Indonesia, home to more Muslims than any country in the world, is canceling this year’s hajj pilgrimage to holy sites in Saudi Arabia, saying the health and safety of travelers would be at risk during the COVID-19 pandemic.
“Our religion teaches us that saving lives is an obligation. That is the consideration in this policy,” Minister of Religious Affairs Fachrul Razi said Tuesday during a news conference in Jakarta.
The decision comes weeks before the first group of pilgrims was slated to leave Indonesia to begin their journey to the Saudi cities of Mecca and Medina.
But Mecca, Islam’s holiest city, is currently under a 24-hour curfew because of the coronavirus, and it’s expected to remain so until at least June 21.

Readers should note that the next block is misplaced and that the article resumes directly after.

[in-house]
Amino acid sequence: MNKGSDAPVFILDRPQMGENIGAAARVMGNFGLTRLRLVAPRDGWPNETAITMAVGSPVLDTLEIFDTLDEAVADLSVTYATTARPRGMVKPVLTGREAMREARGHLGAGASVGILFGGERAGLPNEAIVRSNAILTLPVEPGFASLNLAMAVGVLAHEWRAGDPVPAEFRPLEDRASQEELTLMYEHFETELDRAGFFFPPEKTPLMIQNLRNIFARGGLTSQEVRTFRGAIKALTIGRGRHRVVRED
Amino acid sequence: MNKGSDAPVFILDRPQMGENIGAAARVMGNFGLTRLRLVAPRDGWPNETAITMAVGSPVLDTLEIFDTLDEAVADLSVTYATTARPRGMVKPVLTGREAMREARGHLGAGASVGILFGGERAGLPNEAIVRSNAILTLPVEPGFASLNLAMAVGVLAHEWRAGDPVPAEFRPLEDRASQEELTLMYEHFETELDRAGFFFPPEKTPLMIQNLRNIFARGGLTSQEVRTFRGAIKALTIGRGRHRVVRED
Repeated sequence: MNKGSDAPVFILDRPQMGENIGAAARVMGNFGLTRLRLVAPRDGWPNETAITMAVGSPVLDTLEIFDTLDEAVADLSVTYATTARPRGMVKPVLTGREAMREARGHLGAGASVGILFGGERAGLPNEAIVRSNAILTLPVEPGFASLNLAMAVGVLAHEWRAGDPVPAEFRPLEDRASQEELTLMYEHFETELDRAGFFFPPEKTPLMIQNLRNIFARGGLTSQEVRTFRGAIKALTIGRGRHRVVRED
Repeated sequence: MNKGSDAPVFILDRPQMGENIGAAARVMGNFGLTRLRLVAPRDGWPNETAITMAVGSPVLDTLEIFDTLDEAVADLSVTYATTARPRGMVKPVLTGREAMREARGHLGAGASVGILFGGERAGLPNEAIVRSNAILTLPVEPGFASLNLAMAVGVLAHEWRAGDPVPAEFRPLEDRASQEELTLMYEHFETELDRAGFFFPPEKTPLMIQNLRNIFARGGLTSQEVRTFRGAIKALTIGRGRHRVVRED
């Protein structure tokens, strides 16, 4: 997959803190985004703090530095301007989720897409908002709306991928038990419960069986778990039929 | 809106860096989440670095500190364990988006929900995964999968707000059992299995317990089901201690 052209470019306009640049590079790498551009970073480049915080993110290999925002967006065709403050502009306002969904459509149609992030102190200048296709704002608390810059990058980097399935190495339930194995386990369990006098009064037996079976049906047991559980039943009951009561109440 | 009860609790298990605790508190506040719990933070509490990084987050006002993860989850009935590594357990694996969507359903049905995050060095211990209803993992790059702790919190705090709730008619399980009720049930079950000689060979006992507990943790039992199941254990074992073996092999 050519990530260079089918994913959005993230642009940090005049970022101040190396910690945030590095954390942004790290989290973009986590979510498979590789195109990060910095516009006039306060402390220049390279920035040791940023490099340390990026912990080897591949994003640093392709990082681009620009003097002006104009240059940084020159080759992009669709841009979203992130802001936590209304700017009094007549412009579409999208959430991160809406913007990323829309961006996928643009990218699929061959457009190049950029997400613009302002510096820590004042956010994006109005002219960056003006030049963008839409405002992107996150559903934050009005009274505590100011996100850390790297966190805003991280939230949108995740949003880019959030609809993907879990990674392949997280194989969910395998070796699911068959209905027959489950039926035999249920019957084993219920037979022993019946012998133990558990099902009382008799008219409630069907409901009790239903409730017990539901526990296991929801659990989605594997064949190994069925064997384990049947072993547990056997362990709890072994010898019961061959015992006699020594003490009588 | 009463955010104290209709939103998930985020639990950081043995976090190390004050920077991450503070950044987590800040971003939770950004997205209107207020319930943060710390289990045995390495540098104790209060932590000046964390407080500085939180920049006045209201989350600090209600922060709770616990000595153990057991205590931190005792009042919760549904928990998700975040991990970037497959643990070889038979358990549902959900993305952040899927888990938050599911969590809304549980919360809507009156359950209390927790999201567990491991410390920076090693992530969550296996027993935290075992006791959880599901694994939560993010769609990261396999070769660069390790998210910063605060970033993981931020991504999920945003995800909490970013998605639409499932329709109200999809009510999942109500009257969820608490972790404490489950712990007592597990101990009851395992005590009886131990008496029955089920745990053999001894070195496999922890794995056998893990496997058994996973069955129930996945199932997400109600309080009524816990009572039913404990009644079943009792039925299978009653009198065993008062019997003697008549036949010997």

Saudi Arabia currently has nearly 90,000 confirmed cases of COVID-19, while Indonesia has just over 27,500, according to data compiled by Johns Hopkins University.
In a normal year, Saudi Arabia sets quotas for millions of pilgrims based on their country of origin. But the kingdom has not yet announced whether it will allow visitors for this year’s hajj, and it canceled most international travel in March because of the coronavirus.